If you lived outside the U.S. and could only judge America by the way the country is portrayed on TV, you could be forgiven for thinking that the U.S. is populated solely by beautiful people who are constantly solving murder mysteries. But despite the way some American cities are portrayed on TV, not every major metropolitan area is a dangerous place to live. Here are some examples of U.S. cities that, in real life, are far less frightening than their TV equivalents.
Santa Barbara, California
Santa Barbara is the setting for USA's comedy "Psych." And for a city with a population of under 100,000 people in real life, the fictionalized version of Santa Barbara on "Psych" has an awfully high murder rate.
While not every episode of "Psych" includes a murder (and not every murder the show includes takes place in Santa Barbara), Shawn and Gus seem to investigate at least a dozen murders a year, on average. But in real life, Santa Barbara had zero murders in the years 2004, 2005, and 2011. From 2007-2010, there were 12 murders in total. That hardly makes Santa Barbara a city "built on murder," as this USA promo claims.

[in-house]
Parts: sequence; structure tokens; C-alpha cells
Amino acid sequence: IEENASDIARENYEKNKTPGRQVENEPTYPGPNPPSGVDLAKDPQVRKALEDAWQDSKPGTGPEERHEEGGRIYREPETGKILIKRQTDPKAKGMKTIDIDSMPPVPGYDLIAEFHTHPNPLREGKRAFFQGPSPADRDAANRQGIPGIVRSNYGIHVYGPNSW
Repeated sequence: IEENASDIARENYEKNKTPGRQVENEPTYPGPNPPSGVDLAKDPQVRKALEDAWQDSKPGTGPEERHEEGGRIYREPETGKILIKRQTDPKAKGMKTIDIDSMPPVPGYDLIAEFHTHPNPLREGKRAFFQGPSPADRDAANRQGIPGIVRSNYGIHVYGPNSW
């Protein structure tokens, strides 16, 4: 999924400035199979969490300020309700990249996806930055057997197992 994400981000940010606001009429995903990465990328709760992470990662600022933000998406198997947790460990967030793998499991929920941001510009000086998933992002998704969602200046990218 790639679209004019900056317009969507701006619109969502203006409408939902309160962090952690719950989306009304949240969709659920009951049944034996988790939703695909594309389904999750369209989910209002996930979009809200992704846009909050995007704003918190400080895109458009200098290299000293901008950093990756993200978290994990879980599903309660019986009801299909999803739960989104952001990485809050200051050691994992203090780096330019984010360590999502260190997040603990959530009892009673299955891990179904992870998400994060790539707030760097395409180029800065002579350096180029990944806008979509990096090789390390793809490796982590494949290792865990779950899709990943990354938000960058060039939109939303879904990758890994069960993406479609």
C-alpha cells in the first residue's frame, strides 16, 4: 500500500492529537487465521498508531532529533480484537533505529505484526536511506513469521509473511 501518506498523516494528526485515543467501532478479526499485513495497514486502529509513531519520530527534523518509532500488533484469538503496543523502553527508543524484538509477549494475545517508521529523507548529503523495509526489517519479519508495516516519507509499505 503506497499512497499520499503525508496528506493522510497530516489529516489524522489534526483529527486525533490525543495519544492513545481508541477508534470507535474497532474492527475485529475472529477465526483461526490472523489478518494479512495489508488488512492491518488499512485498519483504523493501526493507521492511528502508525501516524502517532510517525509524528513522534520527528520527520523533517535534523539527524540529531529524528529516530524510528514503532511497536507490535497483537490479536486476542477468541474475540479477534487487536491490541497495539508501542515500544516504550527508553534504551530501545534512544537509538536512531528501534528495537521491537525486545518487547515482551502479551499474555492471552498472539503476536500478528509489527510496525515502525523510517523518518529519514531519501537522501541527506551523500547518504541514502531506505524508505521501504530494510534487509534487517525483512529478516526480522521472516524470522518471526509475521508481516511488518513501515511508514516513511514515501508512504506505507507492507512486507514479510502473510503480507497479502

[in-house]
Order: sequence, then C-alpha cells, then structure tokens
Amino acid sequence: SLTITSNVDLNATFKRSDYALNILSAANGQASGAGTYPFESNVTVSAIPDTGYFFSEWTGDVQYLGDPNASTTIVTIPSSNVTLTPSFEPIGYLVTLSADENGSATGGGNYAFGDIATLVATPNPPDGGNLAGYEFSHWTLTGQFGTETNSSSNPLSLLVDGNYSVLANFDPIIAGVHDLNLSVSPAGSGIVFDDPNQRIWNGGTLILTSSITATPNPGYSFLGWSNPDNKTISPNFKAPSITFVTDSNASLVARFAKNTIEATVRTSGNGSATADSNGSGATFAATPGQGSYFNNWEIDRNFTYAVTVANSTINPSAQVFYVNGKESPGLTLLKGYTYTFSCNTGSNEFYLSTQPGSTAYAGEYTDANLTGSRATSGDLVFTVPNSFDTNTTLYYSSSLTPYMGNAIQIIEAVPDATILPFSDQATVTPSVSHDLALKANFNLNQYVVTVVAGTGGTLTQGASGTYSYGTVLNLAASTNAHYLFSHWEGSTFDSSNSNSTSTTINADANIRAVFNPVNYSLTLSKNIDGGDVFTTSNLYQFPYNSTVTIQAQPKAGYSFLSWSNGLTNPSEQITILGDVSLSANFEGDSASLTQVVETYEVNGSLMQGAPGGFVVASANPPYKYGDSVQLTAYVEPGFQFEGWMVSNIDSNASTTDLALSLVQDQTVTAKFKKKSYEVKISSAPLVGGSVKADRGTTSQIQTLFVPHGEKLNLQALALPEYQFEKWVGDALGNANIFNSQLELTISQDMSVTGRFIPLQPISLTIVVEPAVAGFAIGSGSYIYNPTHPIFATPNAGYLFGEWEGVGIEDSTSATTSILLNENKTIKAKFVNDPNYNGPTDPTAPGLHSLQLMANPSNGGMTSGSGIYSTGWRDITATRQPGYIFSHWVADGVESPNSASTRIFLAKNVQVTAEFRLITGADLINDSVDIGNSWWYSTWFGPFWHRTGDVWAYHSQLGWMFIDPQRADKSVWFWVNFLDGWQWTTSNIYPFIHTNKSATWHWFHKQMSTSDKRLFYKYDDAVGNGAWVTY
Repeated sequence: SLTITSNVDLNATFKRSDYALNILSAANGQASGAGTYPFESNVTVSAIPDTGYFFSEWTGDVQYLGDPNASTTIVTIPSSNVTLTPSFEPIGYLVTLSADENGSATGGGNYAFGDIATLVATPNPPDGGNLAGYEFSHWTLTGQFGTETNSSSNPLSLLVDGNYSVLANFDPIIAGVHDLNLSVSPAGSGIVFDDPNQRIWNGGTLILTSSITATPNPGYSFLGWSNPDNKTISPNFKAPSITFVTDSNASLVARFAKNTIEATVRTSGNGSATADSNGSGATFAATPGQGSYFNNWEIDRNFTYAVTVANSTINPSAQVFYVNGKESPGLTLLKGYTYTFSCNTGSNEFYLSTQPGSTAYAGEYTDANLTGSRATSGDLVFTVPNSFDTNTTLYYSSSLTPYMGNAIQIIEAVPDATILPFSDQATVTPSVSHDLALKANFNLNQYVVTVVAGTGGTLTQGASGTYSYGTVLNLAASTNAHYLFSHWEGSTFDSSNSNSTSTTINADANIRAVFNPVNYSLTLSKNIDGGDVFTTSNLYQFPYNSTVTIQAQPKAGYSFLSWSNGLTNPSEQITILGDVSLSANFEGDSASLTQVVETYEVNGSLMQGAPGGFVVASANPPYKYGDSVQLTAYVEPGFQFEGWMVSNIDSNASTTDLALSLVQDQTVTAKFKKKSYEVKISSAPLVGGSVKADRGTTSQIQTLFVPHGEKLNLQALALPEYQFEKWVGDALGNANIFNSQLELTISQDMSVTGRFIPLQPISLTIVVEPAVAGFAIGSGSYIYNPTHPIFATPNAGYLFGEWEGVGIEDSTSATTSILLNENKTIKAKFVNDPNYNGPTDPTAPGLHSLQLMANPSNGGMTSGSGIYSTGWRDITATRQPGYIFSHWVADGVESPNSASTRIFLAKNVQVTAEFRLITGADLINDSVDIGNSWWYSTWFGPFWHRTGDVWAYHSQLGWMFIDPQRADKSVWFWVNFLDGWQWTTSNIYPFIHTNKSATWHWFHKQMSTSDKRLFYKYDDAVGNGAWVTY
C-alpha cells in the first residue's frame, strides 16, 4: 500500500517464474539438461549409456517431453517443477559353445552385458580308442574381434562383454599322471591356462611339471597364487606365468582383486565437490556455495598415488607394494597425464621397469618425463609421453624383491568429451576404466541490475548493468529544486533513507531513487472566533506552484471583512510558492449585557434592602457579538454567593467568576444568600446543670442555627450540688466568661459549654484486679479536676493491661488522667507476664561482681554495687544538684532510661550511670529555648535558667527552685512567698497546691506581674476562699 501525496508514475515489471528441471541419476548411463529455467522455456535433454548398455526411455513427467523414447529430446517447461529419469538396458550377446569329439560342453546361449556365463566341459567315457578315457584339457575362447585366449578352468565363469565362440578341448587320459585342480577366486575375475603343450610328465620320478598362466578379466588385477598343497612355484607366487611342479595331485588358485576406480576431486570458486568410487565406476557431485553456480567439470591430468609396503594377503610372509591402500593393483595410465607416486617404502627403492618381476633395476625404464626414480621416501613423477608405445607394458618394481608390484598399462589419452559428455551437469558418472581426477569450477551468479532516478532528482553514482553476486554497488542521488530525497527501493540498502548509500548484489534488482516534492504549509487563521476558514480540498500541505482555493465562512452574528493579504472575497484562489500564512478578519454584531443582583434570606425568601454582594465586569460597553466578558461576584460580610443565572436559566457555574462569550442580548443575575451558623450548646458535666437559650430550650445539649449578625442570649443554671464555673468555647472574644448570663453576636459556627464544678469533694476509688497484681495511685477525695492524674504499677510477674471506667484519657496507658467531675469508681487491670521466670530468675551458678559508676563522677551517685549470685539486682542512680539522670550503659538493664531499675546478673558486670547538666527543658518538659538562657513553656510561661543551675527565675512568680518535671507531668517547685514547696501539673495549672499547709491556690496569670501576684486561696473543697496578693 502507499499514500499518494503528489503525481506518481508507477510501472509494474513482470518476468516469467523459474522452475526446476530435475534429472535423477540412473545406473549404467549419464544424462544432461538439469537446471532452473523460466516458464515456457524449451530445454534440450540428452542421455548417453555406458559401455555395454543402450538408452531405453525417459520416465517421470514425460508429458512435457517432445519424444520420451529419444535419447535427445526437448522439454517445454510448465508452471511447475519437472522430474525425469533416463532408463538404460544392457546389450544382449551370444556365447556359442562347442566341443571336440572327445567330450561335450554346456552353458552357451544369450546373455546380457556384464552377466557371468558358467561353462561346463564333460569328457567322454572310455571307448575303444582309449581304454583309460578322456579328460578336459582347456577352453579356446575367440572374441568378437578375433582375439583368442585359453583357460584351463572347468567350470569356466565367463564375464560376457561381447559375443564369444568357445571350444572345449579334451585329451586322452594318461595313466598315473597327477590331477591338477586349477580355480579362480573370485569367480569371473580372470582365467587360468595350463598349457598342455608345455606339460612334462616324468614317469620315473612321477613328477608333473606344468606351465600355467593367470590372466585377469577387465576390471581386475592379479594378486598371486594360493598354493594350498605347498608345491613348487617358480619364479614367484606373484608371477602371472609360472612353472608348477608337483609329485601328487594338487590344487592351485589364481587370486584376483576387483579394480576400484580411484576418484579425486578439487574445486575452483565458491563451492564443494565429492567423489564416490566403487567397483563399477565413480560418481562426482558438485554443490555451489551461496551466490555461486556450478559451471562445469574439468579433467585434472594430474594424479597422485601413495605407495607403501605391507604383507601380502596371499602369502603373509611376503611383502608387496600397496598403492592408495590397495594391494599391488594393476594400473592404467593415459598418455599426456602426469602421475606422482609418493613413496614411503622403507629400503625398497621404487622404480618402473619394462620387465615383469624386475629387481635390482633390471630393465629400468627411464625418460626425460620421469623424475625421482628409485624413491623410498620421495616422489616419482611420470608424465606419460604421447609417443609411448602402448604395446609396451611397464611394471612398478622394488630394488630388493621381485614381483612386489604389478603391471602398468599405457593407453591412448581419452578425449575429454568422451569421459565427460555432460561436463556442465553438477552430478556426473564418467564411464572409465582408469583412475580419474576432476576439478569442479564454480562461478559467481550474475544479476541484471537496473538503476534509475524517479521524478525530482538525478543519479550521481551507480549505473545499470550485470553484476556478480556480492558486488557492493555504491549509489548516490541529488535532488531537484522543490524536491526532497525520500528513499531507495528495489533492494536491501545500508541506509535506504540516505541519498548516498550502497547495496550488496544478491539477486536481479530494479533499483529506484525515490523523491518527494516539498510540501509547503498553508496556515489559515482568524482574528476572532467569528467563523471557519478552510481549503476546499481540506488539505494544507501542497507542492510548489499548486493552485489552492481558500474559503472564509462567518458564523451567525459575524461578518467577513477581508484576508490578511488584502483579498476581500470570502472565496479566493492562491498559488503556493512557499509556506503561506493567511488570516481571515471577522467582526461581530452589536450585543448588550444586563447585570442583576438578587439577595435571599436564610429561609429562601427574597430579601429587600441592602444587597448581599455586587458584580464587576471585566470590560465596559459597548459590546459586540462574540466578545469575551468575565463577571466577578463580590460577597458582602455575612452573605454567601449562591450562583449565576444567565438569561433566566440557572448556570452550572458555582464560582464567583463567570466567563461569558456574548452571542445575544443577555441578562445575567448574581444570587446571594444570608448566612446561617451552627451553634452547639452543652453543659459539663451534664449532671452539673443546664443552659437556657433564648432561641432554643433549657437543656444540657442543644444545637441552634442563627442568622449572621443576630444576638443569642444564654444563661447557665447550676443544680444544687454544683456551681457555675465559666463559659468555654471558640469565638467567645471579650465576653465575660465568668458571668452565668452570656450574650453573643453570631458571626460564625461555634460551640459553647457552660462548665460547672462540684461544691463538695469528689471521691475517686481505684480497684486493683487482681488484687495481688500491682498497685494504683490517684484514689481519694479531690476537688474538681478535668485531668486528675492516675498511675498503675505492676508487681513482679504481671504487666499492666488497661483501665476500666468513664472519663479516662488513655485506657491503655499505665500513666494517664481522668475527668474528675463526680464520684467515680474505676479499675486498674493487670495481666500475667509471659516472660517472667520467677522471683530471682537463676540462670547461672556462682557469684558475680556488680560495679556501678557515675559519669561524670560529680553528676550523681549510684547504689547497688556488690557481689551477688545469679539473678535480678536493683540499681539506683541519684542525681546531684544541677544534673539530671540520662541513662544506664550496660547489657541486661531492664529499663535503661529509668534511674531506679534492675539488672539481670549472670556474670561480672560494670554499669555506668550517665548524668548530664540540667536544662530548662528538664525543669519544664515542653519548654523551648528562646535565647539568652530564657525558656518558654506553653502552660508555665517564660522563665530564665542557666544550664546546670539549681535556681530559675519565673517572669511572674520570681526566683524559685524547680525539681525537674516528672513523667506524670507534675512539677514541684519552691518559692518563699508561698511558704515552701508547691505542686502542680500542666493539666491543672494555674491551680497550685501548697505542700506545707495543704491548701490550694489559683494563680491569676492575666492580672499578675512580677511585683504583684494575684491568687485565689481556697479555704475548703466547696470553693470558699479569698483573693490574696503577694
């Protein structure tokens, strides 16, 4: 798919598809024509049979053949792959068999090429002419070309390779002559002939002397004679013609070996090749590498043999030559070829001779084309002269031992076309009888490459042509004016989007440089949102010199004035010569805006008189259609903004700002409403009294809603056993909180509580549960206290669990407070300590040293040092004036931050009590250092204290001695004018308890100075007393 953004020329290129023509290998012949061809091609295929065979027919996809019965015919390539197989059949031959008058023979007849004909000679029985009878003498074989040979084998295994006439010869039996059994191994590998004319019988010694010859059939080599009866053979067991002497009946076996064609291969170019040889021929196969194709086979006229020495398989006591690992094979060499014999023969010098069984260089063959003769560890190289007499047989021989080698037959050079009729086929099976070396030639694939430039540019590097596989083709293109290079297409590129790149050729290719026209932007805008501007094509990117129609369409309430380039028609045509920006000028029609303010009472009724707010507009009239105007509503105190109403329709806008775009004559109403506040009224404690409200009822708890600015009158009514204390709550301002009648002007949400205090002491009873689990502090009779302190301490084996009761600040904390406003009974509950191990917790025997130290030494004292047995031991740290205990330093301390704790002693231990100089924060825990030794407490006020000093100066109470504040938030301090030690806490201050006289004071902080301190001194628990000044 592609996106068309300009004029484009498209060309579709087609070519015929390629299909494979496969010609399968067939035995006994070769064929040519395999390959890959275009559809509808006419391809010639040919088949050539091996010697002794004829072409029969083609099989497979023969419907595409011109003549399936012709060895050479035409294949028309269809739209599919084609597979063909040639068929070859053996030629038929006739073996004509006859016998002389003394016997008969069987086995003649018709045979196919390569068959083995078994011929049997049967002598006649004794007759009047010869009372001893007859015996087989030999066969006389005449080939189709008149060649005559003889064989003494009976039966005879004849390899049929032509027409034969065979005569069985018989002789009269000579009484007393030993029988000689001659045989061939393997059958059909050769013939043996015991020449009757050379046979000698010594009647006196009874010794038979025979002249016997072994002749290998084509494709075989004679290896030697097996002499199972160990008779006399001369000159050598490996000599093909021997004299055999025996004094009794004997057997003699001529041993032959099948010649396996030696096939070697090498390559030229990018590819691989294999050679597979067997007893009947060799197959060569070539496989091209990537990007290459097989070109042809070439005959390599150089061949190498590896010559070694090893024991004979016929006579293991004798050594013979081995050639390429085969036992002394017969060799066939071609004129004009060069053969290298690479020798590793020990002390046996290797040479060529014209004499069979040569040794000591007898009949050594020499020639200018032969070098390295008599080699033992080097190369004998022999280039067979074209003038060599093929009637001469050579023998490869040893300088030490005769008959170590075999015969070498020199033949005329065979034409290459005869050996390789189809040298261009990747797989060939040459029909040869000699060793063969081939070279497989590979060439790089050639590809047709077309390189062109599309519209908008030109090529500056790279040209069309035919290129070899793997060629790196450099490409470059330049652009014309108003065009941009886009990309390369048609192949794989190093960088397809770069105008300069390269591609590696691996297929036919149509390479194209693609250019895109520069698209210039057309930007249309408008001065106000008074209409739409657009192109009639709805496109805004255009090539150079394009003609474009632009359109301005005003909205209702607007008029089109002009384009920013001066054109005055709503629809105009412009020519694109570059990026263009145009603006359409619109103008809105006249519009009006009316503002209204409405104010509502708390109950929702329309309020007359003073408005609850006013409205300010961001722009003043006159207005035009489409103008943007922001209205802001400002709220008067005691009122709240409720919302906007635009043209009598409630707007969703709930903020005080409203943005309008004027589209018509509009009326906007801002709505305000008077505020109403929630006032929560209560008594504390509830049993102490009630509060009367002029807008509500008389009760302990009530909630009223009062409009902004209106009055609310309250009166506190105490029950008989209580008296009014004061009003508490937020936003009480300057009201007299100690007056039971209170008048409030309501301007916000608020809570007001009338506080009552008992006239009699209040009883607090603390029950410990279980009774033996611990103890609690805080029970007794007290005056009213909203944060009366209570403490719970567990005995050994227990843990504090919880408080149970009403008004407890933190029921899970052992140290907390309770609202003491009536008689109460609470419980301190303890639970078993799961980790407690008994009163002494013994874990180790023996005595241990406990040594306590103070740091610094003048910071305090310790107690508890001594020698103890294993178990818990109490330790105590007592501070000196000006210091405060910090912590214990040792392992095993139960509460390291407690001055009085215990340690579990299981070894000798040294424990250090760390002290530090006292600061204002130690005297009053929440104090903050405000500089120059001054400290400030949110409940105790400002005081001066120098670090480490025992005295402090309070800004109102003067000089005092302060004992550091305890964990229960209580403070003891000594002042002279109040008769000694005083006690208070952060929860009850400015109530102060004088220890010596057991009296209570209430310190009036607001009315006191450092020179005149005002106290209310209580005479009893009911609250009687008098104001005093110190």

Erie is a small town in Lawrence Country, Indiana. But if you are familiar with the beloved '90s kids' show "Eerie, Indiana," you could be forgiven for thinking that Erie is a hotbed of paranormal activity. Just to clear things up, the real Erie has never been home to evil dogs planning world domination, Bigfoot, or mystical Tupperware containers that can stave off death.
San Francisco, California
San Francisco was the setting for USA's crime dramedy "Monk" and the supernatural series "Charmed." While the Halliwell sisters make for great TV, the real San Francisco has relatively few practicing Wiccans (and no demons, as far as we know).
The San Francisco portrayed in "Monk" is a little closer to reality. The show ran from 2002-2009. In real life, San Francisco actually saw a sharp spike in murders during 2004-2008, with an average of 93 homicides a year. However, by 2009, the real San Fran's murder rate dipped to 45 victims, a level not seen since the 1960s. As far as we know, San Fran didn't actually hire a consultant with OCD during that time period.